February 28, 2007
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A Guide to Information on Greenhouse Gases and Ozone Depletion
Published July 1988 through June 1999
FROM VOLUME 8, NUMBER 10, OCTOBER 1995
OF GENERAL INTEREST: OCEAN CIRCULATION
"Modeling Ocean Circulation," A.J. Semtner (Dept. Oceanog.,
Naval Postgraduate Sch., Monterey CA 93943), Science, 269(5229),
1379-1385, Sep. 8, 1995.
An extensive review of the status of ocean numerical models, which have
become quite realistic over the past several years as a result of improved
methods, faster computers, and global data sets. Now models can represent not
only ocean currents, but also the consequences for climate, biology and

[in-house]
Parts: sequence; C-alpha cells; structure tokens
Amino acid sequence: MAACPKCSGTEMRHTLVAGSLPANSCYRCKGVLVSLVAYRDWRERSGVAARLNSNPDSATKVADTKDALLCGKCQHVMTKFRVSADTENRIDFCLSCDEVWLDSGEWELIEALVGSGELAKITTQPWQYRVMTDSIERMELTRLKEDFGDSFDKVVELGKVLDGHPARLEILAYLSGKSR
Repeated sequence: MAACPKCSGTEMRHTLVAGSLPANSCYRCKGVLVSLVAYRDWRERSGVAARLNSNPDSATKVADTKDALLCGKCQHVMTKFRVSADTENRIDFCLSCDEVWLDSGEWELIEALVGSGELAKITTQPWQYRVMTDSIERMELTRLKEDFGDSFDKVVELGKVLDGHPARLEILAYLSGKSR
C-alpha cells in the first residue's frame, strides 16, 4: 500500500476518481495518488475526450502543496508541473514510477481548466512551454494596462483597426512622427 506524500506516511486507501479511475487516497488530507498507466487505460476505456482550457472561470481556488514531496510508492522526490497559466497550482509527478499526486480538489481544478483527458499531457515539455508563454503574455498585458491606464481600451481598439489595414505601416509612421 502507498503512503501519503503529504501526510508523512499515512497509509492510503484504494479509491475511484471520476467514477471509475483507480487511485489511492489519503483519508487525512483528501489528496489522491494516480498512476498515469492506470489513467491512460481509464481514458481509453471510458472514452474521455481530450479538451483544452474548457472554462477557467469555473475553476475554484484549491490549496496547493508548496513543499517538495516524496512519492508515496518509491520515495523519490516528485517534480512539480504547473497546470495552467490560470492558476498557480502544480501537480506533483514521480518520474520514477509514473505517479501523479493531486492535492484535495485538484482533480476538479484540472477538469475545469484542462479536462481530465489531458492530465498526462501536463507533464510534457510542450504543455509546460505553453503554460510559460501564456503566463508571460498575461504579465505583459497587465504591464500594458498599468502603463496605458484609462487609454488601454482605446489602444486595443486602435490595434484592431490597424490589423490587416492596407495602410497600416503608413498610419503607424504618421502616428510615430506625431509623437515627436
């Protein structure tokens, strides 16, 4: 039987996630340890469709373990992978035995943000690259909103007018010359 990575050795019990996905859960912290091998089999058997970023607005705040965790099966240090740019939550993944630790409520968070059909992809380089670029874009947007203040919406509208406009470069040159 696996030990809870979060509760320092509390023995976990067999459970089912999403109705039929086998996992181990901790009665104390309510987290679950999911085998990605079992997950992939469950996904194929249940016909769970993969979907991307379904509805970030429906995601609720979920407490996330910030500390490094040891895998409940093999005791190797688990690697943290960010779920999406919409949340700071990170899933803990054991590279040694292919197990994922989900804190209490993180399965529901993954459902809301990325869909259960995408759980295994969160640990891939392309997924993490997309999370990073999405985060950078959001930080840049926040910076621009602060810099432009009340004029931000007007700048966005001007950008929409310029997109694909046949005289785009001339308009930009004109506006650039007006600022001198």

geochemistry over time spans of months to decades. However, much remains to be
understood from models about ocean circulation on longer time scales, including
the predictability of climate and the ocean's influence on global change.
"Climate and the Conveyor," G.C. Bond (Lamont-Doherty Earth
Observ., Rte. 9W, Palisades NY 10964), Nature, 377(6548),
383-384, Oct. 5, 1995.
Discusses three recent studies that support the theory that the sudden
climate jumps of the last glacial period are related to sudden changes in the
operation of the Atlantic Ocean's "conveyor belt" or deep water
circulation. These changes could have been triggered by injections of glacial
meltwater, but if they can occur independent of glacial ice, the odds of a
climate jolt in the near future might be much higher.
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